In the year , the common council granted a levy of fifteenths upon the citizens for the reparation of the town-ditch; but only a small part of it, viz. between Bishopsgate and , was cleansed, and made somewhat broader than it was before; yet, filling again very fast by overraising the adjoining ground, it was nothing the better for this repair.
About this time insurrections being very frequent, they were chiefly occasioned by a number of incorrigible rogues, who, artfully drawing in the city apprentices to join them, were come to such a pitch of insolence, that the mayor was of opinion, that there was no other way of quelling them but by martial law, and the masters of the said apprentices to be exemplarily punished for suffering them to go abroad, contrary to his several injunctions; which, in a letter to the Lord Treasurer, he set down at large, and which soon after occasioned the publishing a proclamation to the following purport:
That the queen was informed of sundry great disorders committed in and about her city of London, by unlawful great assemblies of multitudes of a popular sort, of base condition, whereof some were apprentices and servants to artificers, and to such like as are not able, or not disposed, to rule their servants as they ought to do. And some attempting to rescue out of the hands of public officers such as have been lawfully arrested, whereby her majesty's peace hath been of late notably broken, to the dishonor of her majesty's government; and chiefly for lack of due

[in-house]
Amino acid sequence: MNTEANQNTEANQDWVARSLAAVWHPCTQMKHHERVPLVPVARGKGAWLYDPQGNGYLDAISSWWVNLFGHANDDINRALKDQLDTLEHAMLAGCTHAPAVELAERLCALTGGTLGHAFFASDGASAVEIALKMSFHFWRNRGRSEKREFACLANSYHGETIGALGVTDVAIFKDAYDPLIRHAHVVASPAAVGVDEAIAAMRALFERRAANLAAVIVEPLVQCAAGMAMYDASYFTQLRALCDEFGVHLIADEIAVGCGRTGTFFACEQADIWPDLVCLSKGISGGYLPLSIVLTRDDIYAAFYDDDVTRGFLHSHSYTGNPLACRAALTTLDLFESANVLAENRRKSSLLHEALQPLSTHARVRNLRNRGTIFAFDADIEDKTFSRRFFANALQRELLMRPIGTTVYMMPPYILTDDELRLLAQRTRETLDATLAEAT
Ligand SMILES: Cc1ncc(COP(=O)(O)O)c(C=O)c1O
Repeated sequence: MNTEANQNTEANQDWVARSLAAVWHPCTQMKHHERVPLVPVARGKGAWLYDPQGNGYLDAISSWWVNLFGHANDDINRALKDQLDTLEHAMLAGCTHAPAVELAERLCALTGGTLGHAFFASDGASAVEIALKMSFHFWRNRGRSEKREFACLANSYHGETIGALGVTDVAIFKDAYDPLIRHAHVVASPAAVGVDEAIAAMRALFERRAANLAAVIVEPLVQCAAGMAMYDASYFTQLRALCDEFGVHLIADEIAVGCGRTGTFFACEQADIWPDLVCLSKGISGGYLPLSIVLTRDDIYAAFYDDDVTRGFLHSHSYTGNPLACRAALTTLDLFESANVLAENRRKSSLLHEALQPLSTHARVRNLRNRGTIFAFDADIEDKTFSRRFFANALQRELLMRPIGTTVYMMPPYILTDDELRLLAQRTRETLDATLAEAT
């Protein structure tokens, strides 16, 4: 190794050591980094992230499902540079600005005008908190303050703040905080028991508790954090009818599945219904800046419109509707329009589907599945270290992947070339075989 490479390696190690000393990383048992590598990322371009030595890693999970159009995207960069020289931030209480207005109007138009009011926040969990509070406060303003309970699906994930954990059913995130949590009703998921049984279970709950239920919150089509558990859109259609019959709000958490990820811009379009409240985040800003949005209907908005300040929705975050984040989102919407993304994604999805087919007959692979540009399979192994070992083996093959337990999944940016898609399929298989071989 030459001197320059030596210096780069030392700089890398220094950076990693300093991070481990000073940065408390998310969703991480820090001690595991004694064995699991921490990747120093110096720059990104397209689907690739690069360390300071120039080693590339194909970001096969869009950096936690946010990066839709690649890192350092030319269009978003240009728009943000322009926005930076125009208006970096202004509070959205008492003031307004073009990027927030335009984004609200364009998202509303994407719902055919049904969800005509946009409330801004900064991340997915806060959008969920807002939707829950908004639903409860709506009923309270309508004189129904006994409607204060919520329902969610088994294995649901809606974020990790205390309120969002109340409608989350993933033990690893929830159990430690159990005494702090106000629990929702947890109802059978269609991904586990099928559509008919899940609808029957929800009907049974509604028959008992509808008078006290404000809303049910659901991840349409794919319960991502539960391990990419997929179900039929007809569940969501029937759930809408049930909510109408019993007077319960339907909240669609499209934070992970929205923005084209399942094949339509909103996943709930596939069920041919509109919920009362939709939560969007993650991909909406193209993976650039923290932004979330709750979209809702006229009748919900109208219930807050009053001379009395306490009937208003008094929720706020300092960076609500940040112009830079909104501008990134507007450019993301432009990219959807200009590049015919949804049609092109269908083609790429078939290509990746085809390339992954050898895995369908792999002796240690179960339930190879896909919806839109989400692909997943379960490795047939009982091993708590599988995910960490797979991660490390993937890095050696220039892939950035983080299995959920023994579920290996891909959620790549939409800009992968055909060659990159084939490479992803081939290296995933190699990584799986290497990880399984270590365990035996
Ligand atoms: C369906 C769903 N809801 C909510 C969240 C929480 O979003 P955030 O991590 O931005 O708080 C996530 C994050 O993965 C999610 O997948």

|correction in time of such manifest offenders, by the officers of her city, and others in places round about it.|
For reformation whereof, she had conference with her council of the most ready means for their punishment, and for the stay of the like. And for that purpose straightly charged all her officers, both in the city and places near it, in the counties of Middlesex, Kent, Surrey, and Essex, that had authority to preserve the peace, and to punish offenders, that they should more diligently, to the best of their powers, see to the suppression of all such offenders, and especially of all such unlawful assemblies.
And because such assemblies and routs were compounded of sundry sorts of base people; some known apprentices, such as were of base manual occupations; some others, wandering idle persons, of condition rogues and vagabonds; and some colouring their wandering by the name of soldiers returning from the wars, &c. therefore, she had notified her pleasure to her council, to prescribe certain orders to be published in and about the said city, which she would have straightly observed; and, for that purpose, that she meant to have a provost-marshal, with sufficient authority to apprehend all such as should not be readily reformed and corrected by the ordinary officers of justice, and them without delay to execute upon the gallows by order of martial law.